Mali's coup is cheered at home but upsets neighbours

Crowds rejoiced after a group of colonels seized power in Mali, a vast country stretching into the Sahara, where troops – including French soldiers and UN peacekeepers – are fighting jihadist groups, but not everyone is happy, writes West Africa analyst Paul Melly.

Negotiations are rumoured to be under way for the exile of Ibrahim Boubacar Keïta, deposed as president of Mali in a military putsch on Tuesday and currently detained with his son, his Prime Minister Boubou Cissé and a number of other senior government officials.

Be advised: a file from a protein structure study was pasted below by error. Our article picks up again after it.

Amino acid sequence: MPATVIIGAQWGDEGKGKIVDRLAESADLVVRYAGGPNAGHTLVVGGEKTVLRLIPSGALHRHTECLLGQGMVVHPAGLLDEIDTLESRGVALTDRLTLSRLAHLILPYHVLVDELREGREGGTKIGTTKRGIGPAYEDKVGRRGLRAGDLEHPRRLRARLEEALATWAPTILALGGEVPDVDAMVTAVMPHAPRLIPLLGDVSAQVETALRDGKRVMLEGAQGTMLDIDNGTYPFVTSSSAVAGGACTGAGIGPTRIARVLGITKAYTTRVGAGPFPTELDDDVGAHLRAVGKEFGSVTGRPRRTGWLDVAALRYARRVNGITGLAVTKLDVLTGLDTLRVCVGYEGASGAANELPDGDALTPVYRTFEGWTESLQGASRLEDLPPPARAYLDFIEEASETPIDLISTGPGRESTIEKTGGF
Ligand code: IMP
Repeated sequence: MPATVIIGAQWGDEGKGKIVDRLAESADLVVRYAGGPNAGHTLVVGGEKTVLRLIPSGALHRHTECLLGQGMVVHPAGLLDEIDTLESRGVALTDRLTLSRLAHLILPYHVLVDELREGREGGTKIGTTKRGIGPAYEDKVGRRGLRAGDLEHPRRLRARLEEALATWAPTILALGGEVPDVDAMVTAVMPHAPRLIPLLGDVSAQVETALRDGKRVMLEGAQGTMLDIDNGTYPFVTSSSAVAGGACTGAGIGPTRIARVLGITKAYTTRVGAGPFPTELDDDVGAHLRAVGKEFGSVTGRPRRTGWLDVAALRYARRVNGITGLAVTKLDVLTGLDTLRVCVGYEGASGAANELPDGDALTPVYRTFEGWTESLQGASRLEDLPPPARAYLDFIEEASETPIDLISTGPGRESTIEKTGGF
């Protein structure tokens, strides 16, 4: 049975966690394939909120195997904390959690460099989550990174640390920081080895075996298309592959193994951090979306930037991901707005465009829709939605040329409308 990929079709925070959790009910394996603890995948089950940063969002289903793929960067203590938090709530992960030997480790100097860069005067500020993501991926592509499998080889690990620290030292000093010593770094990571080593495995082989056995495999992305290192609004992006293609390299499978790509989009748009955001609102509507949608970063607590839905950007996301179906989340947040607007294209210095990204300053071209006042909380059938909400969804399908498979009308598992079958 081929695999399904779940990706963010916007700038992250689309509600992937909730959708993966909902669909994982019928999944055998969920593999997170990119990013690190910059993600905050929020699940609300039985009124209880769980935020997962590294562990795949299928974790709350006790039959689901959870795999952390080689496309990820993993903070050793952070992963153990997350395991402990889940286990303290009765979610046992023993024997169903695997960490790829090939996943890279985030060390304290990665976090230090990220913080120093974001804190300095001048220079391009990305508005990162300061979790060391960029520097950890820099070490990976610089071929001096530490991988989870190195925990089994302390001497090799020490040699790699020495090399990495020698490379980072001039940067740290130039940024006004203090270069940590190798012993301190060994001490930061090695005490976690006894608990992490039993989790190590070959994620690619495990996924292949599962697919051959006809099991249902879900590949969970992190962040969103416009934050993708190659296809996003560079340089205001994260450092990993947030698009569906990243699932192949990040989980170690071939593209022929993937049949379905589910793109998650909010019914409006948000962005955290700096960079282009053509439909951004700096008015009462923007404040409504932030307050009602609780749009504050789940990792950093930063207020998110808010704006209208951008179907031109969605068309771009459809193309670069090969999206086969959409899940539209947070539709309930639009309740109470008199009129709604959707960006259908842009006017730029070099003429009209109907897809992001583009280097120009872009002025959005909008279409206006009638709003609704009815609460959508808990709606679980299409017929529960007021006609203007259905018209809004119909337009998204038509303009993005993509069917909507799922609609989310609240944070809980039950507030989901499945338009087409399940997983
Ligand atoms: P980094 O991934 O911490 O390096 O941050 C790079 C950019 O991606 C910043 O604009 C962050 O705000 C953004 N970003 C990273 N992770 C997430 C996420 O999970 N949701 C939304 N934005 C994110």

But now Ecowas, the West African regional bloc to which Mali belongs, has laid down a firm line, with member heads of state issuing a call for Mr Keïta’s reinstatement as president.

Media captionFive factors that made the coup against the former Mali President Ibrahim Boubacar Keïta more likely

The weary-sounding 75-year-old had announced his enforced resignation in a televised statement around midnight on Tuesday, apparently from a room at the Kati army base, 15km (nine miles) from Bamako, where he and Mr Cissé had been taken by soldiers that afternoon.

This came after more than two months of confrontation with an alliance of opposition politicians and civil society, the…

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